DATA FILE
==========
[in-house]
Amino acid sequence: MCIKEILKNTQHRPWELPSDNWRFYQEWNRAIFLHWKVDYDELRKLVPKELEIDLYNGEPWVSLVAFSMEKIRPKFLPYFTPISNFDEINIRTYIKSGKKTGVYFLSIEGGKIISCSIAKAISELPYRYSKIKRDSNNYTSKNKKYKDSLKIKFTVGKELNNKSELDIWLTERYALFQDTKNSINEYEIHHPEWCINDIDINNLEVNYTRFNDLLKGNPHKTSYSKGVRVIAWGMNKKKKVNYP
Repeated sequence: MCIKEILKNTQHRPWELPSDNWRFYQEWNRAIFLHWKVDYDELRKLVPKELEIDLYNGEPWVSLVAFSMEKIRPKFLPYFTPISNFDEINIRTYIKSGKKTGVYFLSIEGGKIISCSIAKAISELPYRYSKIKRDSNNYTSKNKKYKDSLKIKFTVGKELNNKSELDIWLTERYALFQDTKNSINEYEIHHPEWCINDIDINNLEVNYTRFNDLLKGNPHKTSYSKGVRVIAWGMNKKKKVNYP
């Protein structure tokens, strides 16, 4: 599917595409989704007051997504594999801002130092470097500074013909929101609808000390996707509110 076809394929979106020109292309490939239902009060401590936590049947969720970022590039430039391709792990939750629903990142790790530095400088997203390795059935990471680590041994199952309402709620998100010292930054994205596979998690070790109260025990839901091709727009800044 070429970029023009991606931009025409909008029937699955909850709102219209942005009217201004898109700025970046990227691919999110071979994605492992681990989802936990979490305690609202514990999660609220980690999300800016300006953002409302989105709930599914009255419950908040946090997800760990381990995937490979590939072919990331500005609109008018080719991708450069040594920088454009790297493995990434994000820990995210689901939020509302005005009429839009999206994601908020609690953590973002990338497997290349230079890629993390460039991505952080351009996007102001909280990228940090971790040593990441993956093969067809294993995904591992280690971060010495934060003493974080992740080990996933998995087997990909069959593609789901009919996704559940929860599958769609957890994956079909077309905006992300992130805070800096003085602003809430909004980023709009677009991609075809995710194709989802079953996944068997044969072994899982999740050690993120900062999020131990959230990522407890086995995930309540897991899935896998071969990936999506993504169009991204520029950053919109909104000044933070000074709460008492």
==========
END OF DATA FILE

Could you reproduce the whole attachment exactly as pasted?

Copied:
[in-house]
Amino acid sequence: MCIKEILKNTQHRPWELPSDNWRFYQEWNRAIFLHWKVDYDELRKLVPKELEIDLYNGEPWVSLVAFSMEKIRPKFLPYFTPISNFDEINIRTYIKSGKKTGVYFLSIEGGKIISCSIAKAISELPYRYSKIKRDSNNYTSKNKKYKDSLKIKFTVGKELNNKSELDIWLTERYALFQDTKNSINEYEIHHPEWCINDIDINNLEVNYTRFNDLLKGNPHKTSYSKGVRVIAWGMNKKKKVNYP
Repeated sequence: MCIKEILKNTQHRPWELPSDNWRFYQEWNRAIFLHWKVDYDELRKLVPKELEIDLYNGEPWVSLVAFSMEKIRPKFLPYFTPISNFDEINIRTYIKSGKKTGVYFLSIEGGKIISCSIAKAISELPYRYSKIKRDSNNYTSKNKKYKDSLKIKFTVGKELNNKSELDIWLTERYALFQDTKNSINEYEIHHPEWCINDIDINNLEVNYTRFNDLLKGNPHKTSYSKGVRVIAWGMNKKKKVNYP
């Protein structure tokens, strides 16, 4: 599917595409989704007051997504594999801002130092470097500074013909929101609808000390996707509110 076809394929979106020109292309490939239902009060401590936590049947969720970022590039430039391709792990939750629903990142790790530095400088997203390795059935990471680590041994199952309402709620998100010292930054994205596979998690070790109260025990839901091709727009800044 070429970029023009991606931009025409909008029937699955909850709102219209942005009217201004898109700025970046990227691919999110071979994605492992681990989802936990979490305690609202514990999660609220980690999300800016300006953002409302989105709930599914009255419950908040946090997800760990381990995937490979590939072919990331500005609109008018080719991708450069040594920088454009790297493995990434994000820990995210689901939020509302005005009429839009999206994601908020609690953590973002990338497997290349230079890629993390460039991505952080351009996007102001909280990228940090971790040593990441993956093969067809294993995904591992280690971060010495934060003493974080992740080990996933998995087997990909069959593609789901009919996704559940929860599958769609957890994956079909077309905006992300992130805070800096003085602003809430909004980023709009677009991609075809995710194709989802079953996944068997044969072994899982999740050690993120900062999020131990959230990522407890086995995930309540897991899935896998071969990936999506993504169009991204520029950053919109909104000044933070000074709460008492």